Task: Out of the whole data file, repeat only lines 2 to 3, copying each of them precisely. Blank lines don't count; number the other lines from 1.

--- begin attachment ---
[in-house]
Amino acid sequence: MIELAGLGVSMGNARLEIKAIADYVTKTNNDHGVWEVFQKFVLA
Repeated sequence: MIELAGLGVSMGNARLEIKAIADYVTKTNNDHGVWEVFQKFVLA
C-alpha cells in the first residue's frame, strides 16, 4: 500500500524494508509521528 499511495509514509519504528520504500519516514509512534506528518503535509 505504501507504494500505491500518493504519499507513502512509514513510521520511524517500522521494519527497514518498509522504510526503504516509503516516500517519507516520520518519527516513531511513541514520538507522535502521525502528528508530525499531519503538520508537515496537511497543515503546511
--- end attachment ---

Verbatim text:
Amino acid sequence: MIELAGLGVSMGNARLEIKAIADYVTKTNNDHGVWEVFQKFVLA
Repeated sequence: MIELAGLGVSMGNARLEIKAIADYVTKTNNDHGVWEVFQKFVLA